Photos: ugly is the new adorable when it comes to saiga babies

May 3rd, 2011

A pair of saiga calves.  Photo by: Igor Shpilenok.
A pair of saiga calves. Photo by: Igor Shpilenok.

Few species have seen a worse decline in the past 15 years than the Asian antelope, the saiga. Once known for making up one of the world’s largest migrations, the saiga population has dropped from 1.25 million in the 1990s to 50,000 animals today, plunging over 90% and landing itself on the Critically Endangered species list.

The Saiga Conservation Alliance (SCA), which is working hard to save this species from extinction, has turned to a new model to help: eco-tourism. The group, along with travel company Saga Voyages, is organizing a tour of a unique, rarely visited region in Russia to see and support the saiga. But that’s not all: birding, other wildlife viewing, and cultural visits are also apart of this unique trip. SCA hopes the tour will help convince locals in the region that saiga and other wildlife can bring economic investment and interest from abroad.

Saiga calves.  Photo by: Nils Bunnefeld.
Saiga calves. Photo by: Nils Bunnefeld.

An adult male saiga.  Photo by: Nils Bunnefeld.
An adult male saiga. Photo by: Nils Bunnefeld.

About the tour: First International Saiga Ecotour to Southern Russia

For more information (and photos from the region):

New eco-tour to help save bizarre antelope in ‘forgotten’ region

(05/01/2011) Imagine visiting a region that is largely void of tourists, yet has world-class bird watching, a unique Buddhist population, and one of the world’s most bizarre-looking and imperilled mammals: the saiga. A new tour to Southern Russia hopes to aid a Critically Endangered species while giving tourists an inside look at a region “largely forgotten by the rest of the world,” says Anthony Dancer. Few species have fallen so far and so fast in the past 15 years as Central Asia’s antelope, the saiga. Its precipitous decline is reminiscent of the bison or the passenger pigeon in 19th Century America, but conservationists hopes it avoids the fate of the latter.

Photos: Irish scenes (Happy St. Patrick’s Day!)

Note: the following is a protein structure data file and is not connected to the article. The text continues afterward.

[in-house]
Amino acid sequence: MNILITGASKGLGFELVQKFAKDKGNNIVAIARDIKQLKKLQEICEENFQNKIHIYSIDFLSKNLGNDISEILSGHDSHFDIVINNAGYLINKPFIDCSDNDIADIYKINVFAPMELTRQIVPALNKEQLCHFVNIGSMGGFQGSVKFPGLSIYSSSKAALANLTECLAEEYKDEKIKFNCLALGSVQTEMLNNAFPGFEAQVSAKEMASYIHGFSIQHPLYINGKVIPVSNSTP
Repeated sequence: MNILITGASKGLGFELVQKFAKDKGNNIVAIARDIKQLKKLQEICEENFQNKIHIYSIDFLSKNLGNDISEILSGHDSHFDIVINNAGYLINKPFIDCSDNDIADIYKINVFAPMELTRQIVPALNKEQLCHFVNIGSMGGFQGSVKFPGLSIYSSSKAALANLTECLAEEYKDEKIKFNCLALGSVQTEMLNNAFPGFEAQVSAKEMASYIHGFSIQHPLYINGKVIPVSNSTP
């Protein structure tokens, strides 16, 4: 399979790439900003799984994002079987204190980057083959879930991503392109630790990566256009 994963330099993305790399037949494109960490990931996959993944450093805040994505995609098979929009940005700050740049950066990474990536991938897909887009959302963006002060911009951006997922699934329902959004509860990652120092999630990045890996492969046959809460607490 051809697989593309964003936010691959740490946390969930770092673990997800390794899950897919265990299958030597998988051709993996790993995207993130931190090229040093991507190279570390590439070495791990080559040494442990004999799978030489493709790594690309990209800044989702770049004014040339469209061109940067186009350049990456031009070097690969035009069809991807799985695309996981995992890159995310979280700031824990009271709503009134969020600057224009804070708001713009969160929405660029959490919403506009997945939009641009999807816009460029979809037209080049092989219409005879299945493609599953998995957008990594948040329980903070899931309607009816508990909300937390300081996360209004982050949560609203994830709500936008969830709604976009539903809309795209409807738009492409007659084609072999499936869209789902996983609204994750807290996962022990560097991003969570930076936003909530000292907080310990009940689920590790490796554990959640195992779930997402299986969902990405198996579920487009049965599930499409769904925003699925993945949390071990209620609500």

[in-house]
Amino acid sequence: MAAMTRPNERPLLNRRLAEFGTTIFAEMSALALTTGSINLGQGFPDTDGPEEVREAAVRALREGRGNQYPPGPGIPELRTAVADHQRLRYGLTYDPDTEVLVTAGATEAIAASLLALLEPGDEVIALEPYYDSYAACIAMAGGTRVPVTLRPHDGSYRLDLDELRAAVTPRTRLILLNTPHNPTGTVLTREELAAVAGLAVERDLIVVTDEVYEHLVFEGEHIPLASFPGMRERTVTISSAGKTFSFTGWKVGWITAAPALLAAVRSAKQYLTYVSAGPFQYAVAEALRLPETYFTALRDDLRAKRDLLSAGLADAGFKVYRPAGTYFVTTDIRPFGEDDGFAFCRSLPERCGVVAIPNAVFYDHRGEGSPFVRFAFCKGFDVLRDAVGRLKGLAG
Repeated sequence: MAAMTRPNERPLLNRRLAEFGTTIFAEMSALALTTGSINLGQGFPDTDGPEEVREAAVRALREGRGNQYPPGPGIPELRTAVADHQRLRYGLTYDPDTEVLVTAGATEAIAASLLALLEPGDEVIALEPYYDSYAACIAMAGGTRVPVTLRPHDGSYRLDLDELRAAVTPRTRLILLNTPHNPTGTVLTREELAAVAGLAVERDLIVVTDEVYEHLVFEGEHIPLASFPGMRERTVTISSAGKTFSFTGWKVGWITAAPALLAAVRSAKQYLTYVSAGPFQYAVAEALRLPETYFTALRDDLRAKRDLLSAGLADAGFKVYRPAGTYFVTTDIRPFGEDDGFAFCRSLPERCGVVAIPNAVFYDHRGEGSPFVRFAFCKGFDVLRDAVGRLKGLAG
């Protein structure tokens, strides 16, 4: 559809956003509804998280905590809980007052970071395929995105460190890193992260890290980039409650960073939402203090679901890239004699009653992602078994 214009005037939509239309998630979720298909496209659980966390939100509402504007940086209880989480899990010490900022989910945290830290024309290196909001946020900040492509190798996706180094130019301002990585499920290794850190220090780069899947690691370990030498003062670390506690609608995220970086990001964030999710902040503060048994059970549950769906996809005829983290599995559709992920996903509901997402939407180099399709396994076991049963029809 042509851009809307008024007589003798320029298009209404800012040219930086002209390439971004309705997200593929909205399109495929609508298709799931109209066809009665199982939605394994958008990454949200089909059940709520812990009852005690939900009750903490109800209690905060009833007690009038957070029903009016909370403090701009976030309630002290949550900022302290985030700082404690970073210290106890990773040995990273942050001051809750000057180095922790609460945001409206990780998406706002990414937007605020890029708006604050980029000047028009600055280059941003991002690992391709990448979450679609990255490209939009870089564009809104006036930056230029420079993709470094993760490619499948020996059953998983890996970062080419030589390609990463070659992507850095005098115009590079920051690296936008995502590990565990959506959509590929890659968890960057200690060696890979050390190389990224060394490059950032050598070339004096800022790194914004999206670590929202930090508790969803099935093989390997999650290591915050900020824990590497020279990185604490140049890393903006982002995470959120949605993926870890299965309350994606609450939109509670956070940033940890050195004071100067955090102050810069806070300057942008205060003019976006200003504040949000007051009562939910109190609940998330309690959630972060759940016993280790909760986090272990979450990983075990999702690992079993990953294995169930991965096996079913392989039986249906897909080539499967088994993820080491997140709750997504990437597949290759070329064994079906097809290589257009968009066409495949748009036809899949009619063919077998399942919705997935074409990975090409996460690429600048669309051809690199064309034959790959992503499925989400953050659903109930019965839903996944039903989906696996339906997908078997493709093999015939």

March 17th, 2011


The west Irish coast. Photo by: Tiffany Roufs and Jeremy Hance.


Gallarus Oratory, a 1,200-year old Irish stone church. Photo by: Tiffany Roufs and Jeremy Hance.


Typical scene in Ireland: the sun is far away. Photo by: Tiffany Roufs and Jeremy Hance.


Driving along the western Irish coast line, notice sheep. Photo by: Tiffany Roufs and Jeremy Hance.


Lakes dot peatland. Photo by: Tiffany Roufs and Jeremy Hance.


Cliffs of Moher. Photo by: Tiffany Roufs and Jeremy Hance.

Volunteer opportunity in the Peruvian Amazon

March 6th, 2011

 Chanti waterfall. Photo courtesy of: The Amazon Waterfalls Association.

Chanti waterfall. Photo courtesy of: The Amazon Waterfalls Association.

Have you ever dreamed of visiting the Amazon? How about touring little-seen jungle waterfalls—one of which is three times taller than the Eiffel Tower and 17 times taller than Niagara Falls?

The Amazon Waterfalls Association is looking for a few good volunteers to help develop walking paths passing by a series of astounding waterfalls in Peru.

“The trek follows a fairly level ledge through an uncut Amazon forest with cliffs soaring above and below 300 meters. The zone has few pests, mosquitoes, or poisonous creatures. Virtually no unusual diseases exist at this altitude,” according to the site, which adds that “archaeological ruins are ubiquitous, both well known and recently unfolding discoveries. It is blessed with rare plants such as orchids, bromeliads, prehistoric fossils, caves, monkeys, etc.”

And for birders? “There are more spectacular species of birds than in both Europe and North America combined,” reads the website.

For more information:
The Amazon Waterfalls Association

To contact: adventure@amazonwaterfalls.org